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    I do believe that's what the OP is doing: research.
     
  11. BigBaron

    BigBaron Dreaming of Tommy's chili cheeseburgers...

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    Just get a standard trunk-mount bike rack and put it on the back of your TV.

    [​IMG]

    I do this with my bikes (3 full-size MTBs)

    It keeps the bikes out of the wind/rain/etc., and if you mount the rack high enough, they don't interfere with the tongue of the trailer.

    Yakima and Thule are nice, but I use a plain-jane rack, not a fancy one like in the picture.

    I'd rather have the $$ in my pocket than a fancy bike rack. (been there, done that-I used to race bicycles)

    You can get them at any decent bike shop. Be sure you get one with six (6) straps!

    If you want to spend a TON of money, I can tell you which Thule or Yakima parts to get for your car.

    I can also tell you how to mount a giant sail on your roof, too! [LOL] [LOL] [LOL]

    Hope this helps. If I can find a picture of my bikes on the TV I'll post it here...
     
  12. RhinoDave

    RhinoDave Active Member

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    I would like to know why you don't want to mount the bikes on the roof if you don't mind sharing. Over the years I've mounted bikes just about everywhere possible and I've always ended up back with the bikes on the TV. I know it's a little bit of a stretch to get them up there but once mounted, they are out of the way and can be left there until needed. I agree that the price of a Yakima or Thule system can be expensive if purchased new but there are rack systems always for sale on Craigslist or Ebay. A good Yakima bike rack holds the bikes solidly and takes about 15 seconds to mount the bike without a bunch of straps or bungie cords and is out of the way for accessing the TV or setting up the PUP.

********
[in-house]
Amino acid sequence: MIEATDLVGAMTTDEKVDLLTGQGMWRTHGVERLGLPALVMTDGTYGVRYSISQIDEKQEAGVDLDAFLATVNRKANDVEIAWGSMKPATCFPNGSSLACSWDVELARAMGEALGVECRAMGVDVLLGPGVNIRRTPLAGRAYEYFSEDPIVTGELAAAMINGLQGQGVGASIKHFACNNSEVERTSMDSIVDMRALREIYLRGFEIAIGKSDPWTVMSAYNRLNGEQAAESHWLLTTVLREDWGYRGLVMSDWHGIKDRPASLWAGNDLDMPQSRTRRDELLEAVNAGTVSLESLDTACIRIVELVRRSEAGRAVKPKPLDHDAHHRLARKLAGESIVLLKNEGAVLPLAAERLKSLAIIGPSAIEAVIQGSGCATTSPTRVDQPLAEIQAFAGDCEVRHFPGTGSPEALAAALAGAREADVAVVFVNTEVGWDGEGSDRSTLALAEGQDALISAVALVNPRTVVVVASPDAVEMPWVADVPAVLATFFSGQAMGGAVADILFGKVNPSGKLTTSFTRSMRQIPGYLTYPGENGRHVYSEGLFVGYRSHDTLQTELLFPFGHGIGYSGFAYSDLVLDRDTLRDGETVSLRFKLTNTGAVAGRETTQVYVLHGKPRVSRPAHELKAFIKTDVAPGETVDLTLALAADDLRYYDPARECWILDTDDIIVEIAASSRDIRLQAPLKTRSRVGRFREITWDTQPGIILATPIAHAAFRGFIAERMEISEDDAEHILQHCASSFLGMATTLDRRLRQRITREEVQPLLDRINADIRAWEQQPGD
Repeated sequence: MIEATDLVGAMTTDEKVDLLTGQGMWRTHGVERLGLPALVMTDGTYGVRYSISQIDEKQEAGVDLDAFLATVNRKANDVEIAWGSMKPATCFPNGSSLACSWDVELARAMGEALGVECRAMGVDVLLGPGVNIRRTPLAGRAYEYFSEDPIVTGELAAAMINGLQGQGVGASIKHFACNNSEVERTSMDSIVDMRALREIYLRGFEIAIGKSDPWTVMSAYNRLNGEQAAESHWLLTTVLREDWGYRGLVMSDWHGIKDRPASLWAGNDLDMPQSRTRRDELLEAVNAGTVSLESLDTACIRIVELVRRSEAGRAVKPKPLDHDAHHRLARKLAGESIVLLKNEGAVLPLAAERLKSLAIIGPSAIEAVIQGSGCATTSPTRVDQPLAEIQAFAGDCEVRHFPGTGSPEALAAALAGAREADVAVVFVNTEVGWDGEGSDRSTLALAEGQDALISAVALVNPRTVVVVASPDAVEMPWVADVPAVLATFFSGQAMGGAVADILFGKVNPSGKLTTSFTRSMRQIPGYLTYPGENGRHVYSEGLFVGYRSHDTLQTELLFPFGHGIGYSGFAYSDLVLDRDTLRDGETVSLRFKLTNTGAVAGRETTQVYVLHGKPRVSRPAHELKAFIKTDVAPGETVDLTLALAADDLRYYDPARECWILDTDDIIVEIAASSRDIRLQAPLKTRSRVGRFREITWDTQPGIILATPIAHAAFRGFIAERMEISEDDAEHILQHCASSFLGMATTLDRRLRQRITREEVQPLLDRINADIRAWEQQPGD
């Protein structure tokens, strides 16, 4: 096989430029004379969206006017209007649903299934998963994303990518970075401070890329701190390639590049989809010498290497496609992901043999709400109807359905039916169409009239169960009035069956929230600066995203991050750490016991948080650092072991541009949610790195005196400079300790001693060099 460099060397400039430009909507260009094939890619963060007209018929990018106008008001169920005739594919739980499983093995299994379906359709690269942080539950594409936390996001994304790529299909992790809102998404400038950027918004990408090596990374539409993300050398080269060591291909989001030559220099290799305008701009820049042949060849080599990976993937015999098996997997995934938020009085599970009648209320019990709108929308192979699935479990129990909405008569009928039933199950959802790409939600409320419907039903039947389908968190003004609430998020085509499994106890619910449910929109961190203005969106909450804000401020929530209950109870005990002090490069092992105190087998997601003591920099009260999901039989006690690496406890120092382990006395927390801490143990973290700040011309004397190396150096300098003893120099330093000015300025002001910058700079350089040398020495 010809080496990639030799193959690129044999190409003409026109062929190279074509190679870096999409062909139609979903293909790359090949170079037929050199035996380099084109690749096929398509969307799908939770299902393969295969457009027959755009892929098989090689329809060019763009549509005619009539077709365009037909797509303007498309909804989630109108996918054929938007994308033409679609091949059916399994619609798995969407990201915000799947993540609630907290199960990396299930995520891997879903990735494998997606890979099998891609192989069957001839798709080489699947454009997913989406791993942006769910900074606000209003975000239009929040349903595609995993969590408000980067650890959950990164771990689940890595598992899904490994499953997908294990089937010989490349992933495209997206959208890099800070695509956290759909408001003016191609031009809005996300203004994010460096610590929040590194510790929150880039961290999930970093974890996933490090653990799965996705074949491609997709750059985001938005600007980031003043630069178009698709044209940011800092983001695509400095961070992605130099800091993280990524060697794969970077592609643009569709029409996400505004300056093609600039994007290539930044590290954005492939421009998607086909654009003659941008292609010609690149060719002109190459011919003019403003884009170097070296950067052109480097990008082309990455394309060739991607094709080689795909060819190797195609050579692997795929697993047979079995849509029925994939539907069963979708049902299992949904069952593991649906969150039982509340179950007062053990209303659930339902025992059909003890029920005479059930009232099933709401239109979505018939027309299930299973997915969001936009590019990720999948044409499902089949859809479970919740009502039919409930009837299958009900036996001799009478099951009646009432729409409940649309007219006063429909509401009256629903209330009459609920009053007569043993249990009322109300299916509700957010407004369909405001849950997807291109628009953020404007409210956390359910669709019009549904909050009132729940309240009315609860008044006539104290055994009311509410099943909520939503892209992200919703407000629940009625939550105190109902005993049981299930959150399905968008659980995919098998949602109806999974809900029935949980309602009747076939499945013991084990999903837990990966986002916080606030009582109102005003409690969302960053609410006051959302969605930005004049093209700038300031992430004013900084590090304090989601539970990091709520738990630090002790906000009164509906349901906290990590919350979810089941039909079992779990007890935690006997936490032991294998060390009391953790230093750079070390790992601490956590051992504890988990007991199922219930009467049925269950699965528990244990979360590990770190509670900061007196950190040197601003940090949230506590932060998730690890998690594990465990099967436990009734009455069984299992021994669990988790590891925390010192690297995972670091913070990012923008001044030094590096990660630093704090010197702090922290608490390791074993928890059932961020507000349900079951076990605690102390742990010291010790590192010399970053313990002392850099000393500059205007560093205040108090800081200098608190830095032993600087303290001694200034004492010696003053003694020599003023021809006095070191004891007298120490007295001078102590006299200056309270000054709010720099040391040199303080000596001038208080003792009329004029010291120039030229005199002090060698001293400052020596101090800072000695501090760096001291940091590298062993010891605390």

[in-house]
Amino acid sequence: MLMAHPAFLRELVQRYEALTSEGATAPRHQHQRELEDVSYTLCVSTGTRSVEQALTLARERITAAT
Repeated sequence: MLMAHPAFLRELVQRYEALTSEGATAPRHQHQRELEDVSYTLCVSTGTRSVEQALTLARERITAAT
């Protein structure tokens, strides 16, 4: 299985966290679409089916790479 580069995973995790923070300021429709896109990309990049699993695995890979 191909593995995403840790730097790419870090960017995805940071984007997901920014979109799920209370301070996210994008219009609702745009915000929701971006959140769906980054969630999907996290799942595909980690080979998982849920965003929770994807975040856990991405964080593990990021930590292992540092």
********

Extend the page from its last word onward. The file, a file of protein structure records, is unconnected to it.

13. gypsysooners

    gypsysooners Both retired and loving it! Free Thinkers

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    Thanks everyone. Well, I guess I've just been trying to be tight with money. I've decided to go the best way and get the crossrails and two Yakima High Rollers. And, if I can't find them on Craigslist cheaper, it looks like a little over $100 for the rails and $135 each for the two racks. Oh well, all in the cost of having fun! LOL!
     
  14. BigBaron

    BigBaron Dreaming of Tommy's chili cheeseburgers...

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    As a former racer I never put them on the roof because of gas mileage, and they stay cleaner behind the car. Also I don't have to worry about forgetting that they are up there and driving into the garage! [;)] (this cost my friend $1,500 to fix his frame)

    The Yakima is my favorite because you can rotate the ski brackets to reduce wind resistance when not using them.

    Don't bother with the spoiler that goes in front unless you like the way it looks. It helps a little with the mileage when there are no bikes, but doesn't do anything when the bikes are up there.

    Also, If you have to drive in-between two big rigs or a big rig going the other way on a two-lane road be careful. The vortices can rip the bikes right off your roof! (I had several customers have this happen to them) [:(]

    Be sure to post pics when you get it installed!!!! :)
     
  15. gypsysooners

    gypsysooners Both retired and loving it! Free Thinkers

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  16. BigBaron

    BigBaron Dreaming of Tommy's chili cheeseburgers...

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    Your trailer "bumper" isn't strong enough to take the torsion, unless it's unusually strong.
    Just spend about $60 and throw them on the back of your TV. It works well (I've been doing it since 1988 with really expensive bikes) and keeps the bikes from being really soaked if it rains.
    You'll also be able to remove the rack when not hauling bikes!
    Remember that old Life cereal commercial, "Try it, you'll like it!" ;)
     
  17. RhinoDave

    RhinoDave Active Member